There is probably little to argue about the recently released Apple M1 Single System on Chip (SoC) revolution, but the question on the minds of many Mac users will be whether they can run Windows directly on their new machines. brilliant. Let’s go through the details.
How does Windows run on Mac?
Macs with Intel processors have made it extremely easy to install Windows through Boot Camp Assistant. If you have the required free space, using Boot Camp Assistant, all you need to do is create a partition, format it and voila, you are ready to run Windows on your Mac. To switch between using Mac and Windows, all it takes is a quick restart.
Does Boot Camp work on M1 Macs?
Unfortunately, the short answer is no. That’s probably not what M1 chip fans want to hear, but as Apple has switched from Intel models to Apple silicon and decided to do away with Boot Camp Assistant, the old way of running Windows on Macs no is no longer possible.
There is here a little method to perceive the madness. To take on Intel and create its own chip, Apple decided to use the ARM chip instead of the x86 architecture created by Intel. It’s been a while since Apple introduced ARM chips to power its line of phones and tablets, so it makes sense to introduce the ARM line for their personal computers as well. By following this path, the end user will benefit from apps that also work on iPhone, iPad, and Mac, while Apple engineers will work on developing chips they previously worked with.
So, as of now, there is no Boot Camp to help run Windows on Mac. Will there ever be? It’s never easy to say for sure, but it seems unlikely. But there are a few possible solutions that can emerge.
Possible solutions to run Windows directly
The first solution is Rosetta. Rosetta is a “translator” developed by Apple. It works in the background to translate applications designed for Intel chips to run on Mac M1 without performance issues that may accompany emulation. If Apple created Rosetta-like software to translate Windows code, it could run on M1 machines. Now the big question here would be whether the M1 can handle the load of a full secondary operating system and, if it can, how would that affect performance? At the first point it looks like the M1 can handle just about anything, but when Windows tried emulation in the past it resulted in performance issues and bugs, so we’re not really sure if the emulation on Mac, when running Windows, would cause the same kind of slowdowns. The second solution would be for Microsoft to create a version of Windows that is compatible with devices using the ARM architecture. But don’t hold your breath for a perfect solution.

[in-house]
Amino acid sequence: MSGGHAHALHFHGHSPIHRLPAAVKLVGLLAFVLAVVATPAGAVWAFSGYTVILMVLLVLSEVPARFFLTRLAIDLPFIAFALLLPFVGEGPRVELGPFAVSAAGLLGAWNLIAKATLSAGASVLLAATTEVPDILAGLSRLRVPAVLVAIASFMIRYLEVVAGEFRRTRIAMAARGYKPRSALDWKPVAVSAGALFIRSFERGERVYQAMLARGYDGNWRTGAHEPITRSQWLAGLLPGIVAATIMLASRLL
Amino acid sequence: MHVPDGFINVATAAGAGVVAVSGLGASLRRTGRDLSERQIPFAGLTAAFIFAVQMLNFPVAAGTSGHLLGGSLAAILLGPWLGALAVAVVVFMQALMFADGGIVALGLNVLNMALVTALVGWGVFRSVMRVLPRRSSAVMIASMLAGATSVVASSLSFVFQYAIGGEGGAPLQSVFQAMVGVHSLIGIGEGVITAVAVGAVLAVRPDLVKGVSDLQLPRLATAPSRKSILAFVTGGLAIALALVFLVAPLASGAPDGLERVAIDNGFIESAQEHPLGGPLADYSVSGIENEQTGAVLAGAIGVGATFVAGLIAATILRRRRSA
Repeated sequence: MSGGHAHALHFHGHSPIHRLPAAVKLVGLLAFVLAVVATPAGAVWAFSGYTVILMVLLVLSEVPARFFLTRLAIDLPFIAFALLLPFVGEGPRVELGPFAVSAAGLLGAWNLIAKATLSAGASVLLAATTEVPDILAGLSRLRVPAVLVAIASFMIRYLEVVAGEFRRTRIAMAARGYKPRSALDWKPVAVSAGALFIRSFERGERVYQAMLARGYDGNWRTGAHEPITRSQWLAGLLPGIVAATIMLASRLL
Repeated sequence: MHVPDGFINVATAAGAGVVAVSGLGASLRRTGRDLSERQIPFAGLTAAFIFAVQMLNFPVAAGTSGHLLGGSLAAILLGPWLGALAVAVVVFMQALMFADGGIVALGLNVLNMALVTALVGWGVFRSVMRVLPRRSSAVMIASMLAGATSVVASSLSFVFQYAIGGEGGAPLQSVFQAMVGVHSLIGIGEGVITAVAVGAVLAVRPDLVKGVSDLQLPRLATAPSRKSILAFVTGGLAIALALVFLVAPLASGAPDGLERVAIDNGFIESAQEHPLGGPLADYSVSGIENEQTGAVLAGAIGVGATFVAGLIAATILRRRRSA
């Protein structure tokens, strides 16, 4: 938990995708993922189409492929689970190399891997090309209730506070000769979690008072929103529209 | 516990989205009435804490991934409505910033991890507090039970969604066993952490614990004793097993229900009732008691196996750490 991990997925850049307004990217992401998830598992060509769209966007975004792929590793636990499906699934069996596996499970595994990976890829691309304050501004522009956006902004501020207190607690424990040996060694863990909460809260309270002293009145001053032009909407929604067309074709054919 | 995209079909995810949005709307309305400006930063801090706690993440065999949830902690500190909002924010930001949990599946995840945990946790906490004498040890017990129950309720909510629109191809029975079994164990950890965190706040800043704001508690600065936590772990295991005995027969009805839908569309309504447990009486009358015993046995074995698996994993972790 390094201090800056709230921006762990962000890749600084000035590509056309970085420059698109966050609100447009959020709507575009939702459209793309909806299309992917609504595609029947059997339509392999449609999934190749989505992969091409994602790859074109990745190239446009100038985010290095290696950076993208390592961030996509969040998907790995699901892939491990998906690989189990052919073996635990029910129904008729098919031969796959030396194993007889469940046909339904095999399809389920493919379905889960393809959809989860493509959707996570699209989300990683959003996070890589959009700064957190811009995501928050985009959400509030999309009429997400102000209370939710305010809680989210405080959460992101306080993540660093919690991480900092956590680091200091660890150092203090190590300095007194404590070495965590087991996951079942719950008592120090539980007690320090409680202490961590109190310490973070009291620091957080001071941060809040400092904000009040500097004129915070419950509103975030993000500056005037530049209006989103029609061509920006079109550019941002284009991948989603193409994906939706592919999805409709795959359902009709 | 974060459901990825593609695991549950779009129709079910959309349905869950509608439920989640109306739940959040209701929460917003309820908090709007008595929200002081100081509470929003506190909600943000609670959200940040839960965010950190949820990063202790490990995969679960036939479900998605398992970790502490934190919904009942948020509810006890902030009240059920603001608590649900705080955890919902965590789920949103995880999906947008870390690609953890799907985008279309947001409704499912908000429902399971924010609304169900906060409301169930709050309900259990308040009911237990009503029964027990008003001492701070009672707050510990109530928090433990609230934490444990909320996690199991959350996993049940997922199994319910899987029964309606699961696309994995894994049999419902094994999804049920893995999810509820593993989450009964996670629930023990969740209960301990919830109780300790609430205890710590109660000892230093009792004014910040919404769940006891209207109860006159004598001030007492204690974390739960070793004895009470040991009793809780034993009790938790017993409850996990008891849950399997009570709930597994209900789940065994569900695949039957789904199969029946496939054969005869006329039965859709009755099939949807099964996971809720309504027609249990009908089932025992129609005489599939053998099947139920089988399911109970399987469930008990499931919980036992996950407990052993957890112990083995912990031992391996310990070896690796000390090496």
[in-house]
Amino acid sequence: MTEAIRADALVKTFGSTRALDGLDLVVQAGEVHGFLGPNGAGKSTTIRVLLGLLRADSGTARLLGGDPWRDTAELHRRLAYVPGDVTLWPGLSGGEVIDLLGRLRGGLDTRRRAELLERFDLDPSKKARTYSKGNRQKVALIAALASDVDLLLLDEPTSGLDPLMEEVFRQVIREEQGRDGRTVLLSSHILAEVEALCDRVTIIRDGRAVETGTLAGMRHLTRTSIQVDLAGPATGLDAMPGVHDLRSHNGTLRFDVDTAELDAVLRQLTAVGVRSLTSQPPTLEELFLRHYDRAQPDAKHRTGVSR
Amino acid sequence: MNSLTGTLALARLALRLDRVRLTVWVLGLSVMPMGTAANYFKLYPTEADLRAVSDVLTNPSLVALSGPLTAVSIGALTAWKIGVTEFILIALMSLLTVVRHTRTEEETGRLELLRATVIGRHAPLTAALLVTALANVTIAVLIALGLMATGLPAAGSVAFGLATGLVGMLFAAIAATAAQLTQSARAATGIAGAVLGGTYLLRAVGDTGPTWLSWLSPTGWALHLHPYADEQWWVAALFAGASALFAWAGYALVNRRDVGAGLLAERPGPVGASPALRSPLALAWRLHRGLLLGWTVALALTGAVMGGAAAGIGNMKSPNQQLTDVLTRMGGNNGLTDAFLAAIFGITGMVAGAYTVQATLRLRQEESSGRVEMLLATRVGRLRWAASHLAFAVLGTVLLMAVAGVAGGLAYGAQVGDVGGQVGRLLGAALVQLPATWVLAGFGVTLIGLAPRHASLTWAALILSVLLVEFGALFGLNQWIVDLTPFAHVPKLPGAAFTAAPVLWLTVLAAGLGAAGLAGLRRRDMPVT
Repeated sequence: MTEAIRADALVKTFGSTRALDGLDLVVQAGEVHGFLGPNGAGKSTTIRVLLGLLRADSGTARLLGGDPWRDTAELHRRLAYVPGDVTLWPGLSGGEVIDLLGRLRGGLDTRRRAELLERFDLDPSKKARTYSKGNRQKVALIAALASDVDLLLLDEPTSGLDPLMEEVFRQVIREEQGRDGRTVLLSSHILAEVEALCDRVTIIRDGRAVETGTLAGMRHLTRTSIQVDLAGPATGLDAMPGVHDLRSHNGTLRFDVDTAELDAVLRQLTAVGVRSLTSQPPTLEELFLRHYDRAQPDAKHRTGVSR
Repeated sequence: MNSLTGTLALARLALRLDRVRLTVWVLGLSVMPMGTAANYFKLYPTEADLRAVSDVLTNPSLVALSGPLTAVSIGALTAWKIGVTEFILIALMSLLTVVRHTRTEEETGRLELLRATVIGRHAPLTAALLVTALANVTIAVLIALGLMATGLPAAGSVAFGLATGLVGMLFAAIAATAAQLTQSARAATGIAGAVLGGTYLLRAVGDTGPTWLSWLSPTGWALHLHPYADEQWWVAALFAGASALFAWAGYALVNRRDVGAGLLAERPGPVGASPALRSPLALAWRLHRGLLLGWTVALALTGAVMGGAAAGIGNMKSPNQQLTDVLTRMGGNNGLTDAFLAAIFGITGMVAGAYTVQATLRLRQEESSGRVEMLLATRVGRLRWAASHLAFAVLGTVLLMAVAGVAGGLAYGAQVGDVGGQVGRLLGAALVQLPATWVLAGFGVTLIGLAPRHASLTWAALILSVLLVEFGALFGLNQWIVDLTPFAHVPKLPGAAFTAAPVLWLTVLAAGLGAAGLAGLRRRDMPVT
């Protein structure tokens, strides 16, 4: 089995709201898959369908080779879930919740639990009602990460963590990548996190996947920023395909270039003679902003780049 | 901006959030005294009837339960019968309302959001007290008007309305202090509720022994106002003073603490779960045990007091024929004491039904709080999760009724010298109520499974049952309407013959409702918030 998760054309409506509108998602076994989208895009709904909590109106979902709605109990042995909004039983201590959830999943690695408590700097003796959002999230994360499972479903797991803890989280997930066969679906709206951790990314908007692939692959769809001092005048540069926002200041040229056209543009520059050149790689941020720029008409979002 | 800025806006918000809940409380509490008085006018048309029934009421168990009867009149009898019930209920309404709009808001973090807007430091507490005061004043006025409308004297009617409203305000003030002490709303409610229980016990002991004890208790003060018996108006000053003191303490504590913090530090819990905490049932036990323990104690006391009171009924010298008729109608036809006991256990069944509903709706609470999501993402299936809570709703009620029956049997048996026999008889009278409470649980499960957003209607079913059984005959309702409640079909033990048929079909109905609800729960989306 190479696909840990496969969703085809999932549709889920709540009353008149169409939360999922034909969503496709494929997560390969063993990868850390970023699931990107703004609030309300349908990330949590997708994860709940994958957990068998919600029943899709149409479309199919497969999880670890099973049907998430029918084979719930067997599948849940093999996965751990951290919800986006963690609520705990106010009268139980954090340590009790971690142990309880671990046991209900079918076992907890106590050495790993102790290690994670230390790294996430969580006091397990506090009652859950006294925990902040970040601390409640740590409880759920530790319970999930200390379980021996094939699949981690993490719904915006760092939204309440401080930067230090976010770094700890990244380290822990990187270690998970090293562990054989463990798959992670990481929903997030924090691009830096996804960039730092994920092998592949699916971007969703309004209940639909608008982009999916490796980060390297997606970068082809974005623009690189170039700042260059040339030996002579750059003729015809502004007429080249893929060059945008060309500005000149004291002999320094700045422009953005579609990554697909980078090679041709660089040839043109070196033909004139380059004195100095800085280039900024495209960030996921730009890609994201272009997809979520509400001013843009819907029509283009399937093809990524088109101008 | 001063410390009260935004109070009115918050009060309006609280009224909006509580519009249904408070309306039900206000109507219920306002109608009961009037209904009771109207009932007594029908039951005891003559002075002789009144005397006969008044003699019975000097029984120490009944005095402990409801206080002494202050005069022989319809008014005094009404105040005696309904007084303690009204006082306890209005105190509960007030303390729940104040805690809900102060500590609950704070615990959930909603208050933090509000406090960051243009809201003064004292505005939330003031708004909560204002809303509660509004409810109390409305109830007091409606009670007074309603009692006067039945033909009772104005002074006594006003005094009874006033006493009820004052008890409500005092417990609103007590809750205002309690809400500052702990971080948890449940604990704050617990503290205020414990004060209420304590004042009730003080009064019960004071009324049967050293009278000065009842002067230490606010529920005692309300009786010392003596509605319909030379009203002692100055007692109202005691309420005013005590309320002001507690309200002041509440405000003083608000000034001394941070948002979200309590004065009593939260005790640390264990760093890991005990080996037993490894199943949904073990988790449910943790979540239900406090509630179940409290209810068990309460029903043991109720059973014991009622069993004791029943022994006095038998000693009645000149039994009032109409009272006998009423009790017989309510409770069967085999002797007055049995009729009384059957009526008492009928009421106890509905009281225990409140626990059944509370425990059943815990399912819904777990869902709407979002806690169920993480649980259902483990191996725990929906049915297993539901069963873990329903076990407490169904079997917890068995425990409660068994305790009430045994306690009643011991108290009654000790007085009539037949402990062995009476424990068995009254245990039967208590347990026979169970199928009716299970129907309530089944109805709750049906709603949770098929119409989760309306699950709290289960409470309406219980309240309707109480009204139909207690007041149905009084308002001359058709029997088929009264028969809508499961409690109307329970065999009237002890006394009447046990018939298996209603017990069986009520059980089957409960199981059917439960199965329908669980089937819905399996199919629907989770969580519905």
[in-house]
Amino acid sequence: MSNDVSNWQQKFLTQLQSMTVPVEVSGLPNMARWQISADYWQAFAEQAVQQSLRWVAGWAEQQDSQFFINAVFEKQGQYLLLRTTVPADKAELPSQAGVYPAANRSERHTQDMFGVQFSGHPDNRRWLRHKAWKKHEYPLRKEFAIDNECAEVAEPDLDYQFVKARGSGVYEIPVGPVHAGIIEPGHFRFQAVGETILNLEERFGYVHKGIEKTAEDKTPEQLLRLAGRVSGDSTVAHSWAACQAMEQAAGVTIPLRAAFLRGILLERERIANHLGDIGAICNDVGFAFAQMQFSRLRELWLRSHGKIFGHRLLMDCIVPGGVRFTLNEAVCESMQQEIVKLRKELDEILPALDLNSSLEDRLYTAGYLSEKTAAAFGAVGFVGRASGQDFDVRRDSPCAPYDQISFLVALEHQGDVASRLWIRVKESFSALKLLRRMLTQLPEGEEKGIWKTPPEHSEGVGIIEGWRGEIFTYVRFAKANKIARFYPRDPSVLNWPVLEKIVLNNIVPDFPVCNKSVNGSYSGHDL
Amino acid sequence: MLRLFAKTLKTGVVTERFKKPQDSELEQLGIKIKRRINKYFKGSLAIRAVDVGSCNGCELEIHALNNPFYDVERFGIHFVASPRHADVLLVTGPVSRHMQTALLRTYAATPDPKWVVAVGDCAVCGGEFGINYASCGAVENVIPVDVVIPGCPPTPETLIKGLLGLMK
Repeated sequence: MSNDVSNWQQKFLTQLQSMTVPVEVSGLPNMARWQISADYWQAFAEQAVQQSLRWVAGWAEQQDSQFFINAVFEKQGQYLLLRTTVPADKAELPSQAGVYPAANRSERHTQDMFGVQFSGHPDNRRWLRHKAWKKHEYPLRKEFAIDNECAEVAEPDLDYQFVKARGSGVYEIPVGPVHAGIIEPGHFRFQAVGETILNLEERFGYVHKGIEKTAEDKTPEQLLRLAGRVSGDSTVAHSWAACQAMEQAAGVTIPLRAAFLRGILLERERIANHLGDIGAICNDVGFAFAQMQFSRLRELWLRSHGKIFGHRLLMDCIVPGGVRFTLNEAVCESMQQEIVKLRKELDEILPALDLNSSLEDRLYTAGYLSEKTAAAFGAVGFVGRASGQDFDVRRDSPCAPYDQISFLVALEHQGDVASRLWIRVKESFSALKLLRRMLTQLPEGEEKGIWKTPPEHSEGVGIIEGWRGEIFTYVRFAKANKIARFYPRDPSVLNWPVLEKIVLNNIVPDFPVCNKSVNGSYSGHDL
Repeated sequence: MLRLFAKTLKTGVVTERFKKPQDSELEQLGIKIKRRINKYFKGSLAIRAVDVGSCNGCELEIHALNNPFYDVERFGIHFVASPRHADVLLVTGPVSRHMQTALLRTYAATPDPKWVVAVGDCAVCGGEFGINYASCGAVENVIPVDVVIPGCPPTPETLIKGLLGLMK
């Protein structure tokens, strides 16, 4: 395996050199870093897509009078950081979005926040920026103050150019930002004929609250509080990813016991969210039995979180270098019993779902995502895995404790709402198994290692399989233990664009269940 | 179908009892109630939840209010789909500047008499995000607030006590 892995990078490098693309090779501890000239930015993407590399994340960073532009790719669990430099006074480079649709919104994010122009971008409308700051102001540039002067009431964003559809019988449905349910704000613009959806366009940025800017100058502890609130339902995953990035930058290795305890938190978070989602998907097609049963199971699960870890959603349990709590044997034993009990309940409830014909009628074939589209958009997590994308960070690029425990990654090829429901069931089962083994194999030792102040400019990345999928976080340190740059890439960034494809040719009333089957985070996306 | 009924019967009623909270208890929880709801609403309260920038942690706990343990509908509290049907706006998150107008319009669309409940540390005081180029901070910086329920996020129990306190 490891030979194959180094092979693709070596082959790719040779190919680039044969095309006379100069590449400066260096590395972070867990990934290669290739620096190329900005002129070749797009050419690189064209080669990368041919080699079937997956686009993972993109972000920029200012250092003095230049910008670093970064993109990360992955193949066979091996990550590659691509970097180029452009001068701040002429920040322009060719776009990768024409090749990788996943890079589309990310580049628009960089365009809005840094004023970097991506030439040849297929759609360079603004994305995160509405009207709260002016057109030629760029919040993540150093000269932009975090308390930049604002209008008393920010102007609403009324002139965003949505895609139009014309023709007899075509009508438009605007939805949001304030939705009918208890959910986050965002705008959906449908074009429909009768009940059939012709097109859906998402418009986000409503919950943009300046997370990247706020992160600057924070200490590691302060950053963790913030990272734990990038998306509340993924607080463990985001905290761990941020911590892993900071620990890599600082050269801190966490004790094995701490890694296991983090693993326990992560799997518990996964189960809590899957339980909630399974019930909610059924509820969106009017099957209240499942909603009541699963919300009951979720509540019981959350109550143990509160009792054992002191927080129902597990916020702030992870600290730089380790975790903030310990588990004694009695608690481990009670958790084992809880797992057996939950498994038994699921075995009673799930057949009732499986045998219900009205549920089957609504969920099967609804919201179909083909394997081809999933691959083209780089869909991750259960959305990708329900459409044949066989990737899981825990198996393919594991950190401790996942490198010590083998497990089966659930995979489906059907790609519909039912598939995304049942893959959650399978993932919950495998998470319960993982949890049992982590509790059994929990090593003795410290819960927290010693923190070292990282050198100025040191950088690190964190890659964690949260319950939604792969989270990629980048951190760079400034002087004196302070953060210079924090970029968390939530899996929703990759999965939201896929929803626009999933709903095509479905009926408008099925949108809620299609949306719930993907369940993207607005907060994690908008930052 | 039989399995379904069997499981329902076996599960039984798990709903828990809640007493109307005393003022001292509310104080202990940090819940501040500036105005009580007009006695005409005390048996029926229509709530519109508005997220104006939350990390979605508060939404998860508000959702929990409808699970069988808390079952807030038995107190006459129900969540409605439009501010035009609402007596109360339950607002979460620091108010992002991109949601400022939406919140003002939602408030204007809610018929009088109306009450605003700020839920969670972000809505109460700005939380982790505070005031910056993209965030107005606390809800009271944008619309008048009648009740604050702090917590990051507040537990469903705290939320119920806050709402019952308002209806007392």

It’s hard to see Apple rushing to provide a translate option to help run Windows on Apple silicon. The second solution, however – ARM-based Windows – is available. But it’s a far from ideal solution, full of bugs and performance issues. It also only runs 32-bit applications.
The alternative to running Windows directly are virtual machines (VMs). Parallels and VMware Fusion are popular choices for those who choose to use virtual machines on their Macs. Parallels notes on its website that a version of its software is “already active in development.” Until then, M1 users will have to wait, although the horizon looks brighter than waiting for the solutions available through Apple and Microsoft, which may never materialize.
Another alternative is CodeWeavers Crossover. Crossover is not a VM; it’s similar to Rosetta. Crossover works by translating Windows commands into Mac commands, and the good news is that it works with M1-based machines.
Should I buy a Mac M1?
It is difficult to answer the question as it depends on how important using Windows is in your normal routine. If Windows is a crucial part of your life, it’s probably not wise to get yourself a brand new M1 based Mac as there is no timeline for a solid solution from Apple or Microsoft. The same would apply to developers of virtual machines. Although the developers of virtual machines have planned a solution, it would not be wise to make a purchase solely on the basis of the fact that development has started.
However, if you are using Windows as an add-on, the option is there. Crossover will work from the start while waiting for virtual machines to release their M1 solutions.
While the M1 chip is Apple’s revolutionary foray into the Mac chipset, it highlights the incompatibility between M1 and Windows. Due to the differences between the M1 and the previously used x86 architecture, the M1 is currently not compatible with Windows and some users could be left behind. But solutions seem to come.